Hours after the historic landing of Nasa's Curiosity rover on Mars, the spacecraft started sending low-resolution images back to earth. Meanwhile, the celebrity rover was "paparazzied" by another camera capturing its act.
"Guess you could consider us the closest thing to paparazzi on Mars. We definitely caught Nasa's newest celebrity in the act," says Sarah Milkovich, HiRISE investigation scientist at the Jet Propulsion Laboratory.
Curiosity's landing act was actually captured by Nasa's Mars Reconnaissance Orbiter (MRO) while the rover was still connected to its 51-foot parachute.
"If HiRISE took the image one second before or one second after, we probably would be looking at an empty landscape. When you consider that we have been working on this sequence since March and had to upload commands to the spacecraft about 72 hours prior to the image being taken, you begin to realise how challenging this picture was to obtain," said Milkovich.
Nasa scientists at a press conference released a video compilation of nearly 300 pictures of the rover's landing on the red planet.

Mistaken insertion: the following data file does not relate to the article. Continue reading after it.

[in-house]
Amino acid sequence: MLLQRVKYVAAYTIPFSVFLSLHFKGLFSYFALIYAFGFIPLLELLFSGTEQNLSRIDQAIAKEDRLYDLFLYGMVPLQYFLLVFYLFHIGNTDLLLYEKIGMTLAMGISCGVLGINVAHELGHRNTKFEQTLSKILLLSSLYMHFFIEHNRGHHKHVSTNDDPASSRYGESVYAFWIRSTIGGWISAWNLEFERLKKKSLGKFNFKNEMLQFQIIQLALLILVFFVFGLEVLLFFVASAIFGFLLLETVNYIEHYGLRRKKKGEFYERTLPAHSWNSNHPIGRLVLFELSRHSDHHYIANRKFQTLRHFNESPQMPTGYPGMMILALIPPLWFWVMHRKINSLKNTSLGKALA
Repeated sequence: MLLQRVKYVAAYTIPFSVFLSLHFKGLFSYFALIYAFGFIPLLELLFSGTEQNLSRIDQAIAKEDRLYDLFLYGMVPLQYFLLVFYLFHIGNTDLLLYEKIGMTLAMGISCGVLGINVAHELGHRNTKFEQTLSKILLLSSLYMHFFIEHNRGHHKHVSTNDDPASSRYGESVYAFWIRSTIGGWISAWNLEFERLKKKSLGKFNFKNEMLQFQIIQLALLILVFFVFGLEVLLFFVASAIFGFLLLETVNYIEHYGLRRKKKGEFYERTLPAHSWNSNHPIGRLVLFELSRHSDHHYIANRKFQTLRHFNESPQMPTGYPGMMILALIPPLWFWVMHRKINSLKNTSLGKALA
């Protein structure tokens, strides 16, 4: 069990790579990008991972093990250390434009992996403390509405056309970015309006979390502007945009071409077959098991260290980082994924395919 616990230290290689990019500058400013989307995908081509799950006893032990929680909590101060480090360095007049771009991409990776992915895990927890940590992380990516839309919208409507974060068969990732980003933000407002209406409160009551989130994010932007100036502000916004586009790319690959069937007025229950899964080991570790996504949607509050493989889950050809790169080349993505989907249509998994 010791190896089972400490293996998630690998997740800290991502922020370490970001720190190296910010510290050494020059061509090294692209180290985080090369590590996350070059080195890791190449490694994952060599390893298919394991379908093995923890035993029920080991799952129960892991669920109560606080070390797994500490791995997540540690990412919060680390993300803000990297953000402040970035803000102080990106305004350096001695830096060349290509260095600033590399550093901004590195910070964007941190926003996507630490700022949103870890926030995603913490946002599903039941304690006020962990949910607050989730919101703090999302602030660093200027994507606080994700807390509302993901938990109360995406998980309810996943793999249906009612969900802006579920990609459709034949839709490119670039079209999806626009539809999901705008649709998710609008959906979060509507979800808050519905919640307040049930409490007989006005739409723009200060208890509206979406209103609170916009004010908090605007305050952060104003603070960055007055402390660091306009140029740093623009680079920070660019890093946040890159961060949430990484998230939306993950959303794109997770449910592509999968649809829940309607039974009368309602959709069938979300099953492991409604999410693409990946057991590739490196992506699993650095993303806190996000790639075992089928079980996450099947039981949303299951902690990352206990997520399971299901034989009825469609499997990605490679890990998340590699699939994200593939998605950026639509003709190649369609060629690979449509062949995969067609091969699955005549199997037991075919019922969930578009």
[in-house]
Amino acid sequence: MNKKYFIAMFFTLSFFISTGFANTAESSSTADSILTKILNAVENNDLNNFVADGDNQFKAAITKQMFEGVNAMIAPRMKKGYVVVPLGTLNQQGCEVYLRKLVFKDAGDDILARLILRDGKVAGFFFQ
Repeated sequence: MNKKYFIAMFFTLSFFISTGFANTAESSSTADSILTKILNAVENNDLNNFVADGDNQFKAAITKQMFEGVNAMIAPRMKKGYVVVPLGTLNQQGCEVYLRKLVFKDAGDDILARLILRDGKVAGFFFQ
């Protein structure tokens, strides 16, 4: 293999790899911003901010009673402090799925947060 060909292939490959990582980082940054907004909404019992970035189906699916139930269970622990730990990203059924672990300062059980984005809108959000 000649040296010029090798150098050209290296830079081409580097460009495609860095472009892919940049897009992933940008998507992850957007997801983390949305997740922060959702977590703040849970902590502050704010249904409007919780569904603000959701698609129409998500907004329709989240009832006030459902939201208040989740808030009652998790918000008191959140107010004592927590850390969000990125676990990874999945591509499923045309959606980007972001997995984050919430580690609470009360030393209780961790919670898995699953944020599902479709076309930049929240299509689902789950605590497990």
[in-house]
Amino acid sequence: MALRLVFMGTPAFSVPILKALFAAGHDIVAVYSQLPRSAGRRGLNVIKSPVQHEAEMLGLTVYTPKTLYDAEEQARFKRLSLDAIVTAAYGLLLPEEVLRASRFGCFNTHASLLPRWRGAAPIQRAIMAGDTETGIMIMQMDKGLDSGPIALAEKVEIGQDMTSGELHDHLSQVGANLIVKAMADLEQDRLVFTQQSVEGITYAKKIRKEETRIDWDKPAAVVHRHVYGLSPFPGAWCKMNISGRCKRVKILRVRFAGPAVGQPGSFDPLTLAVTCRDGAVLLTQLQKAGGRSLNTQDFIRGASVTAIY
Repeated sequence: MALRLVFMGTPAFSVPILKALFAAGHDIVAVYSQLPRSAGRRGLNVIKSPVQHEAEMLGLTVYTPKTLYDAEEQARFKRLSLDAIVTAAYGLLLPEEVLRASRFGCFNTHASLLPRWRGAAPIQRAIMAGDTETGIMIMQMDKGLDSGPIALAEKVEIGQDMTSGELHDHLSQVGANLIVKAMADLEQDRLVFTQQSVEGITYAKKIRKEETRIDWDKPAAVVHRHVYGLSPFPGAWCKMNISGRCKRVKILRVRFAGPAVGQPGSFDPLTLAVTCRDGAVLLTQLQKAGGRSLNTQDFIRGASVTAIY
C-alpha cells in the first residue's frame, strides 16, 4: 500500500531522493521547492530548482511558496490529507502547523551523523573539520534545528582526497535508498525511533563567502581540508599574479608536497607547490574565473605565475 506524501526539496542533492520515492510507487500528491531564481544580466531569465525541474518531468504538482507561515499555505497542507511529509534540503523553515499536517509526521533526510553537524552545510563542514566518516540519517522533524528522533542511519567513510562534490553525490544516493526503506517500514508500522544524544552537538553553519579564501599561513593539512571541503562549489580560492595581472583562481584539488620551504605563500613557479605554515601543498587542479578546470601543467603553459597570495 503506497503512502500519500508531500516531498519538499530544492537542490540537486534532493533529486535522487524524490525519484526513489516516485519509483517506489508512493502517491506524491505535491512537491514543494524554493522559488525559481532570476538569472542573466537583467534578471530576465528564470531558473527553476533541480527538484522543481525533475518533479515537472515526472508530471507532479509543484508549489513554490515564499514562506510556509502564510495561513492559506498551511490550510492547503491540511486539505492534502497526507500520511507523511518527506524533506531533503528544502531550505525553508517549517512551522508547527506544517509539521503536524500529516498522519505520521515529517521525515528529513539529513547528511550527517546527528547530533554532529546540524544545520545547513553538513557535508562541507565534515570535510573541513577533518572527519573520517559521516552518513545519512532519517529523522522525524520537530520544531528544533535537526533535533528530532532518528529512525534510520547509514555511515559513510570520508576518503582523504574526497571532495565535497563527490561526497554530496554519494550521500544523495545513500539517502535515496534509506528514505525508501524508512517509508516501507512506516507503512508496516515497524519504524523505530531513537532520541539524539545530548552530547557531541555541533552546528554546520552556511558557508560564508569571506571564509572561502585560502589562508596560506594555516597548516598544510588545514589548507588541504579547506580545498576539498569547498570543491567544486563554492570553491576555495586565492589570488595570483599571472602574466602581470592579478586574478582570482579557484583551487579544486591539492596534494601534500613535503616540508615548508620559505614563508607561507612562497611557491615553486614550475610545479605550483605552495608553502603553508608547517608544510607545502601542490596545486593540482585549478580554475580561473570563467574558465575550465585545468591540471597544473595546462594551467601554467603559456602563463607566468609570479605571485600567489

"It is an engineering experiment just to watch it. But, the pictures are very pretty," Nasa's Mike Malin told reporters.
The images showed the final two and half minutes landing of Curiosity. Right at the beginning when nearing the Martian landscape, the protective heat shield was falling away as the dust from Mars surface kicked up.
The rover was then gradually dropped by the cables inside a crater.
Although the images were of low resolution, they allowed experts to close in on its exact location in Mars, latitude of -4.5895 and a longitude of 137.4417.
High-resolution images will reach the lab in another few weeks' time depending on the priority. The full video will be exquisite, assured Malin.
The one-tonne laboratory is of the size of a compact car. The Mars Science Laboratory has, over the course of 254 days, covered 560 million kilometres to travel from earth to Mars and cost around $2.5 billion (£1.6 billion).
Curiosity is on a two-year mission to the red planet to investigate whether it has previously harboured life.